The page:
There’s Money in the Middle for Fundraisers
Here are a few broad-brush ideas for getting more from the middle:
Do your homework. If you can possibly swing it, it will definitely be worth some time and effort to learn what issues motivate your middle donors most. Surveys, phone calls with a representative sampling, maybe even (dare I say it?) a focus group. This might even be a good time to learn more about how to use marketing personas to help you walk a mile in their middle-sized shoes.
Show them that you care. Many, if not most, middle donors were originally acquired by direct mail and are still mail-responsive. So don't be afraid to mail them. But don't treat them like typical direct-mail donors either.
Keep it real. Midlevel letters need to be more personal, more substantive and less formulaic. Handwritten cards, member clubs, special reports, greater access — these are just a few ways to hold both their interest and their commitment.
Grow your middle, by challenging high-dollar donors to stretch their giving. It's OK to encourage your upper-level mail donors to step up to the next level. Offer them additional benefits, invite them into the club and let them know they'll be treated differently.
Thank them early and often. Sincere and timely acknowledgment of every gift is critical, no matter what the donor's level. Whatever you're doing to thank your regular donors, kick it up a notch for the middle donors. And pick up the phone once in a while and tell them how much their support means to your organization.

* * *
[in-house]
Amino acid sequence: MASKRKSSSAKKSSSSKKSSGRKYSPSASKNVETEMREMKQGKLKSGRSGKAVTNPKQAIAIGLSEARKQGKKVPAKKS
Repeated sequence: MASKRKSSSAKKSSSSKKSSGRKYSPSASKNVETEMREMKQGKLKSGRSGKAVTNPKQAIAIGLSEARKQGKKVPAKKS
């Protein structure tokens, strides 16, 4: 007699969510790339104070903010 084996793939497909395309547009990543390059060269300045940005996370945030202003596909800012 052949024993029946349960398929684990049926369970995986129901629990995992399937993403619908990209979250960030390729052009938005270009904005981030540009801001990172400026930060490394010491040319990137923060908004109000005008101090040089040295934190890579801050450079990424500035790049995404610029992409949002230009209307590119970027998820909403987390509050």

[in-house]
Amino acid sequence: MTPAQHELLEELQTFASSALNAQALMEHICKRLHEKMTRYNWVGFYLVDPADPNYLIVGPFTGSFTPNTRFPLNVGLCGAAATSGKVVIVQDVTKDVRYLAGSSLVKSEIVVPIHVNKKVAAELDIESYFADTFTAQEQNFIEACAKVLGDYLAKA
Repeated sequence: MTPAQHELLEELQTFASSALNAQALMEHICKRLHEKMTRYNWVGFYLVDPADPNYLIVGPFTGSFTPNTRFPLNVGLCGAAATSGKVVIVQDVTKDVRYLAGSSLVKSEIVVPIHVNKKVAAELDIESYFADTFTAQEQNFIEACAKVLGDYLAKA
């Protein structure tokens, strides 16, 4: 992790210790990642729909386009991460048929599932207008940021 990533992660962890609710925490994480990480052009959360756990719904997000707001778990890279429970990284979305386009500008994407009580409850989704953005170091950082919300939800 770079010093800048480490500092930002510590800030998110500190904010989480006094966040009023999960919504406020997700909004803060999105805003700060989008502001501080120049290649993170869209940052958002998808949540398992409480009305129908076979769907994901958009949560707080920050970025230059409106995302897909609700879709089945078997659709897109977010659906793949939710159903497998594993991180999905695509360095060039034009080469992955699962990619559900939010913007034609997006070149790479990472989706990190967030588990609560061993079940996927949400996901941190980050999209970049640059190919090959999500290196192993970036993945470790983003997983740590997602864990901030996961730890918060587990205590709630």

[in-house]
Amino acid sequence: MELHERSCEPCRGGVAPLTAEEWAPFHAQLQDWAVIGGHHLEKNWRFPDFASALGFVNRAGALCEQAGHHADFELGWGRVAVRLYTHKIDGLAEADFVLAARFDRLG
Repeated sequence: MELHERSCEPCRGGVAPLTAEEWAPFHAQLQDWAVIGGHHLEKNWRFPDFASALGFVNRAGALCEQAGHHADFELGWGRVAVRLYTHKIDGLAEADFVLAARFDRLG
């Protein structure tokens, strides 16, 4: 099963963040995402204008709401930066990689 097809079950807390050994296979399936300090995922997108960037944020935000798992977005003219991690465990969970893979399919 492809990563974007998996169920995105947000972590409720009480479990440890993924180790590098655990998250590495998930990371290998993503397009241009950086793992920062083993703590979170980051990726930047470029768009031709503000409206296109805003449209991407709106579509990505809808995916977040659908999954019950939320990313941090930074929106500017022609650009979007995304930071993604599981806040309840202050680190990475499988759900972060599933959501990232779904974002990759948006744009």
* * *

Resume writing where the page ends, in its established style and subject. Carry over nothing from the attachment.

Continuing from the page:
It's often said that fundraising is highly counterintuitive. And it's true that in fundraising, real-world logic doesn't always apply. Middle donors, for example, provide a rare instance in which making your middle bigger will actually increase the health of your organization.
Willis Turner believes great writing has the power to change minds, save lives, and make people want to dance and sing. Willis is the creative director at Huntsinger & Jeffer. He worked as a lead writer and creative director in the traditional advertising world for more than 15 years before making the switch to fundraising 20 years ago. In his work with nonprofit organizations and associations, he has written thousands of appeals, renewals and acquisition communications for every medium. He creates direct-response campaigns, and collateral communications materials that get attention, tell powerful stories and persuade people to take action or make a donation.